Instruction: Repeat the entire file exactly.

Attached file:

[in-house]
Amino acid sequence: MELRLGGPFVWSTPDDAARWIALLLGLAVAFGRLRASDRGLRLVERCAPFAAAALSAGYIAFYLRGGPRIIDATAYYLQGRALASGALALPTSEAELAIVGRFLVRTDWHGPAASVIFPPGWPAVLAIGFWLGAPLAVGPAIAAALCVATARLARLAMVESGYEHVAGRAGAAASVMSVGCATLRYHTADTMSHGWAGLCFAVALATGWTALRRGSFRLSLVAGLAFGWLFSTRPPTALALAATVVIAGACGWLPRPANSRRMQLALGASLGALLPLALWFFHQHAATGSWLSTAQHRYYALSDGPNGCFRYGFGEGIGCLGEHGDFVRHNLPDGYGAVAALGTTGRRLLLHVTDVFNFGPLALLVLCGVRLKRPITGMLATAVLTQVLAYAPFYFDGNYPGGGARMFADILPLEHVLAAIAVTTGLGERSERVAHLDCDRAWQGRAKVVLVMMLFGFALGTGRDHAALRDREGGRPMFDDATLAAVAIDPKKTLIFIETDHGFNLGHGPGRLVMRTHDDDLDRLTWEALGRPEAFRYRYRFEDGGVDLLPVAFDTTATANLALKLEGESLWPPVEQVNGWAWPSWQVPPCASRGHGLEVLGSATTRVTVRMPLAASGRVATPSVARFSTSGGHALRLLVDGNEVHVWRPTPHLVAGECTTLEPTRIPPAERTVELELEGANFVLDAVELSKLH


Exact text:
[in-house]
Amino acid sequence: MELRLGGPFVWSTPDDAARWIALLLGLAVAFGRLRASDRGLRLVERCAPFAAAALSAGYIAFYLRGGPRIIDATAYYLQGRALASGALALPTSEAELAIVGRFLVRTDWHGPAASVIFPPGWPAVLAIGFWLGAPLAVGPAIAAALCVATARLARLAMVESGYEHVAGRAGAAASVMSVGCATLRYHTADTMSHGWAGLCFAVALATGWTALRRGSFRLSLVAGLAFGWLFSTRPPTALALAATVVIAGACGWLPRPANSRRMQLALGASLGALLPLALWFFHQHAATGSWLSTAQHRYYALSDGPNGCFRYGFGEGIGCLGEHGDFVRHNLPDGYGAVAALGTTGRRLLLHVTDVFNFGPLALLVLCGVRLKRPITGMLATAVLTQVLAYAPFYFDGNYPGGGARMFADILPLEHVLAAIAVTTGLGERSERVAHLDCDRAWQGRAKVVLVMMLFGFALGTGRDHAALRDREGGRPMFDDATLAAVAIDPKKTLIFIETDHGFNLGHGPGRLVMRTHDDDLDRLTWEALGRPEAFRYRYRFEDGGVDLLPVAFDTTATANLALKLEGESLWPPVEQVNGWAWPSWQVPPCASRGHGLEVLGSATTRVTVRMPLAASGRVATPSVARFSTSGGHALRLLVDGNEVHVWRPTPHLVAGECTTLEPTRIPPAERTVELELEGANFVLDAVELSKLH